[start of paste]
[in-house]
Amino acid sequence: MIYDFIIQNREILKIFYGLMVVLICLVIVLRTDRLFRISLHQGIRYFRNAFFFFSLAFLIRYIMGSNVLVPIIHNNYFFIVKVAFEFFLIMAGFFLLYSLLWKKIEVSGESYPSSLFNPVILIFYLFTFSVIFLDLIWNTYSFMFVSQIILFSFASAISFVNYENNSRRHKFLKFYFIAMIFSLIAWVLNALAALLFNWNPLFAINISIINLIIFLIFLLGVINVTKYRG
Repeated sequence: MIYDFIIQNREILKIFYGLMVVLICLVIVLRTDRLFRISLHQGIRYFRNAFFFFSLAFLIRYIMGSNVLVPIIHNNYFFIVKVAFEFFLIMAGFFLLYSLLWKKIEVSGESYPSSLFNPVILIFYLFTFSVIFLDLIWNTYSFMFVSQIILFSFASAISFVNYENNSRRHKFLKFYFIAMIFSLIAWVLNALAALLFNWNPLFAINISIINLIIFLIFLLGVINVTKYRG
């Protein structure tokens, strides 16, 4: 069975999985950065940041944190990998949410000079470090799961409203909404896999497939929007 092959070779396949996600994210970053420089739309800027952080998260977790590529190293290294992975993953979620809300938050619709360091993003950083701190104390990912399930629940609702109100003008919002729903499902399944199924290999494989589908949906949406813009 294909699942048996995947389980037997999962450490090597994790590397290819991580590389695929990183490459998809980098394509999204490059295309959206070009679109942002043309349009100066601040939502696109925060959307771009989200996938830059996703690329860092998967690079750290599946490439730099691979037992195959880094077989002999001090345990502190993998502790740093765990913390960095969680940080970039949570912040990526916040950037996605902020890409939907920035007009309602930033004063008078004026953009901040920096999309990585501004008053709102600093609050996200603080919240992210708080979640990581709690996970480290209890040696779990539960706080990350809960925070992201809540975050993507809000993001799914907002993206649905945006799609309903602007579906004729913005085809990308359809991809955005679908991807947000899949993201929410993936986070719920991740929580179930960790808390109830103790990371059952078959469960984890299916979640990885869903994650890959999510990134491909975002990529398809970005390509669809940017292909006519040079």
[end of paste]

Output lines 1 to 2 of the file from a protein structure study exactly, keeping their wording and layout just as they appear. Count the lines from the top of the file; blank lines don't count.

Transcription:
[in-house]
Amino acid sequence: MIYDFIIQNREILKIFYGLMVVLICLVIVLRTDRLFRISLHQGIRYFRNAFFFFSLAFLIRYIMGSNVLVPIIHNNYFFIVKVAFEFFLIMAGFFLLYSLLWKKIEVSGESYPSSLFNPVILIFYLFTFSVIFLDLIWNTYSFMFVSQIILFSFASAISFVNYENNSRRHKFLKFYFIAMIFSLIAWVLNALAALLFNWNPLFAINISIINLIIFLIFLLGVINVTKYRG